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Scouts Remember

Scouts Canada’s World War One Remembrance Day Program

One hundred years ago, Canada was at war. Canada entered the First World War in August of 1914 when Britain officially declared war on Germany. At that time, Canada did not have the independence that it does today. If and when Britain declared war, it meant that Canada was at war as well.

The Canadian government immediately offered its troops to support the war effort, and the declaration of war was widely supported in our country. Many Canadians at that time had been born in Britain, or their parents had been born there.

Newfoundland, not yet a part of Canada at the time, was also at war with the same declaration. On October 3, 1914, the first Canadian troops set sail for Europe. 32,000 soldiers headed to war. 500 troops from Newfoundland also went to Europe at the time.

From 1914 until the war’s end in 1918, approximately 620,000 Canadians served in the Canadian Expeditionary Force. More than 60,000 were killed, and another 172,000 were wounded.

In 1919, Canada signed the Treaty of Versailles — an act that symbolized Canada’s growing sense of nationhood in the wake of the war. After all, Canada had not independently declared war. Canada joined the League of Nations following the war as a nation in its own right.*

*Source: Canadian War Museum;

World War I Booklet

World War I Trail Cards

Scouts Canada encourages its youth to learn about the sacrifices Canadians made a century ago to protect others overseas. Cubs and Scouts are encouraged to have a look at the World War I Trail Cards (part of the Citizenship Program Area) for their Sections.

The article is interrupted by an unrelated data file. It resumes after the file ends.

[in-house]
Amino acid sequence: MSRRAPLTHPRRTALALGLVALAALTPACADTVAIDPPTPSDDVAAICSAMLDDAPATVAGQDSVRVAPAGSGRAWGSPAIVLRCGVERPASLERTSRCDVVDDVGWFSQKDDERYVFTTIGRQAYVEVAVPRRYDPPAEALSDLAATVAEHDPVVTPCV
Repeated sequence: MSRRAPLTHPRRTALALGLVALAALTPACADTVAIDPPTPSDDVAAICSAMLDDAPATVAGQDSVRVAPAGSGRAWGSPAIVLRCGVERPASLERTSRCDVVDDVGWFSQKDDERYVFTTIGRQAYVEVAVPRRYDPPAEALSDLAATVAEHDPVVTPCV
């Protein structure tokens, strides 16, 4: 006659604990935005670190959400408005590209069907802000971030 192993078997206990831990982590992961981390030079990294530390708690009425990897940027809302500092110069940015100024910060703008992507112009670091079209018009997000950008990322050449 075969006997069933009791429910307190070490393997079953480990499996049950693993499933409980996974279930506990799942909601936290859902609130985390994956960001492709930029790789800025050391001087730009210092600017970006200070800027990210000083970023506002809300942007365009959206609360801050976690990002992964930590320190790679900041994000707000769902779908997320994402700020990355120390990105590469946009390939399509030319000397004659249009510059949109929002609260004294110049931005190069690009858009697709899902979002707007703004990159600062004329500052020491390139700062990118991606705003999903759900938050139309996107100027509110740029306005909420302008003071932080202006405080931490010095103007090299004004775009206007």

These Trail Cards represent stimulating and educational activities that will foster an appreciation of this important period in our nation’s history, and an understanding of the ongoing sacrifices members of the Canadian Armed Forces make to this day.

Battle of the Somme

The Somme area of France was chosen in 1916 as the site for the “Big Push” across No Man’s Land”. It was on the first day of this battle that the 1st Newfoundland Regiment, forming part of the 29th British Division, would enter action. On July 1st, thousands of troops began traversing No Man’s Land in broad daylight. Of the 801 Newfoundlanders who went into battle that morning, only 68 were able to answer the roll call the next day.

Hearts of Newfoundland

Battle of Passchendaele

The Battle of Passchendaele took place in the Ypres area of Belgium in the fall of 1917. It was the last portion of Belgium that was not in enemy hands after the German advance. The Canadian soldiers sent to the Ypres front took the previously impregnable objective of Passchendaele on November 5, 1917, suffering 15,000 casualties in the process.

Passchendaele Mud Run

Vimy Ridge

Vimy Ridge is remembered as one of the greatest Canadian military victories. Many say that Canada came of age as a country on those hard April days in 1917. On April 9, 1917, the four divisions of the Canadian Corps, working together for the first time as one formation, captured the German occupied Vimy Ridge, which had withstood all attacks for two years. The battle was a great, distinctly Canadian success but came at a great cost with 10,000 Canadians losing their lives.

Vimy Ridge: The Birth of a Nation

Female Suffragist Movement

Before the war, the position of women in society was one that was subservient to men. According to British Law, the husband or the father indirectly owned women and children. When WW1 broke out, women’s roles changed from mothers to munitions workers. Women were needed to help with the war effort by filling the gaps left by the men who went to fight in the war. In 1917, the government extended the right to vote to married women of soldiers fighting overseas. On May 24, 1918, in honour of their sacrifice and proven competence during the war, women “citizens” over the age of 21 were given the right to vote.